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US GDP Slowdown and Prospects for Recovery in 2012

Last Friday, May 4, the U.S. labor department released its jobs numbers for April, confirming a prediction made by this writer this past winter that employment creation would once again slow this spring – for the third time in as many years. Jobs created in April declined to only 120,000, less than half the average … Continued

Last Friday, May 4, the U.S. labor department released its jobs numbers for April, confirming a prediction made by this writer this past winter that employment creation would once again slow this spring – for the third time in as many years. Jobs created in April declined to only 120,000, less than half the average monthly gains this past winter. Only days before the release of the April jobs numbers, GDP growth for the US economy as a whole were also released. The fourth quarter GDP growth rate of 3% declined to 2.2% in the first quarter, January-March 2012. The slowing of the US economy now underway is evident not only from the GDP and jobs data, but from a host of other indicators reported in recent weeks: business spending, durable goods orders, construction activity, services spending, slowing wage growth, to name but the most obvious.

The jobs numbers for April and other economic data thus suggest a continuing slowdown of the US economy has begun in the current second quarter of 2012. That decline will likely continue further in the months immediately ahead, to possibly as low as 1.5% the second quarter, April-June 2012.

The hot air trial balloon floated by the press and pundits this past winter – that the US economy was finally, after a third try in as many years, about to take off on a sustained growth path in 2012 – is thus once again about to deflate. The US economy remains mired in the stop-go trajectory that has characterized it since early 2009: short shallow rebounds punctuated by brief relapses and slowdowns – a condition and prediction this writer raised nearly three years ago with the publication of the work, Epic Recession, and reiterated last November with a latest work, Obama’s Economy: Recovery for the Few’, just published this April.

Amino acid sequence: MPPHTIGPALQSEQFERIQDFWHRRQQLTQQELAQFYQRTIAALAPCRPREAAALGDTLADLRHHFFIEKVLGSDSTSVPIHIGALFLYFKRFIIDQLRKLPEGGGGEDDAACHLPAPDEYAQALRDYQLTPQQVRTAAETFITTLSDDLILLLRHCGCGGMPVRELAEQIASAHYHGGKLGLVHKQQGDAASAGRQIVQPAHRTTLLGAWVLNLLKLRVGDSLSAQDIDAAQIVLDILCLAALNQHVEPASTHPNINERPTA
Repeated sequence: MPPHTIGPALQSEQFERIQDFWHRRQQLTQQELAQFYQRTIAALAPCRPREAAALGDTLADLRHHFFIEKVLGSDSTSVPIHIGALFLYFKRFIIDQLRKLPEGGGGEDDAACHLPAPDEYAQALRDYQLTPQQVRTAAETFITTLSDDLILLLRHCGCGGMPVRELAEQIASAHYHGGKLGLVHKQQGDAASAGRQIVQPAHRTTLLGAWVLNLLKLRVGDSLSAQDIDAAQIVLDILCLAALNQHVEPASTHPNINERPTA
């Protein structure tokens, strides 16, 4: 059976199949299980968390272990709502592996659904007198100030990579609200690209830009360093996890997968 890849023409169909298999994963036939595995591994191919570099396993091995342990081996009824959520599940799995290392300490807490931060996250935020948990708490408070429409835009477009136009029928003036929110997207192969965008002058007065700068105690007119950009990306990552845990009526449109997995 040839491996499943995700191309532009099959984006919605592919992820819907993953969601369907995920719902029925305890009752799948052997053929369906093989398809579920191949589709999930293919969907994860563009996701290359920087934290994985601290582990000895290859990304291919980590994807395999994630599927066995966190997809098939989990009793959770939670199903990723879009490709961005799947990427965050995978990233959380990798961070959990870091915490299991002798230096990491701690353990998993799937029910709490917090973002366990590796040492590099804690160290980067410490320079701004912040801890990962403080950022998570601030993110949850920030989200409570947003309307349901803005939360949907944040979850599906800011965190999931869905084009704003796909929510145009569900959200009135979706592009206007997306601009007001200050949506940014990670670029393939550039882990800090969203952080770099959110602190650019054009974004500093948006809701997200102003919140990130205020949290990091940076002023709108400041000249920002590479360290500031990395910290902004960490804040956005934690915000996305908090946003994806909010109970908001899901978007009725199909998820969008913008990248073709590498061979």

Obama’s Fundamental Strategic Error

The partial, stop-go recovery in the US, which has benefited stocks, bonds, corporate profits, CEO pay, and bankers’ bonuses, but virtually nothing else is the direct consequence of failure of fiscal-monetary policies of the Obama administration. Republican policies, from Reagan to Clinton to GW Bush, caused the economic crash of 2007-09. But Obama policies – policies that favored the banks and corporate America the first two years and then tail-ended teaparty radicals in Congress since 2010 – are clearly responsible for the failure to generate a sustained recovery ‘for all but the few’. Republicans and corporate America clearly created the mess; but Obama and corporate America have clearly failed to clean it up.

Obama policies since 2009 amounted to more than $1.5 trillion in tax cuts that mostly benefited business and investors plus another $1.5 trillion in spending that has been largely subsidies to states. Less than $100 billion was allocated for long term infrastructure spending, of which only $64 billion has been spent to date. Less than $50 billion was directed to rescuing homeowners and resurrecting the housing sector. Meanwhile, more than $9 trillion was provided in bank bailouts by the US Federal Reserve central bank.

The fundamental strategic error of the three Obama recovery programs since 2009 was to bailout the banks without ensuring that bailout directly result in lending to small and medium businesses; to provide massive tax cuts, mostly for businesses, without any guarantee it would result in immediate business investment and US jobs creation; and to provide subsidies to the states without proof and assurance of job creation.

The Obama strategy was to put a floor under the collapse of consumption for one year, to buy time for the tax cuts and bank lending to get going. After a year, the more than $400 billion in 2009 subsidies spending would be used up, and business (‘the market’) was supposed to take up the slack, to lend, to invest, and to create private sector jobs. The job creation would then reduce the rising foreclosures, restart the housing sector, raise local government tax revenues, and reduce the federal government’s deficit – the major cause of which has been the lack of recovery and tax revenue restoration. It all depended on corporations and banks taking the lead in recovery after a year.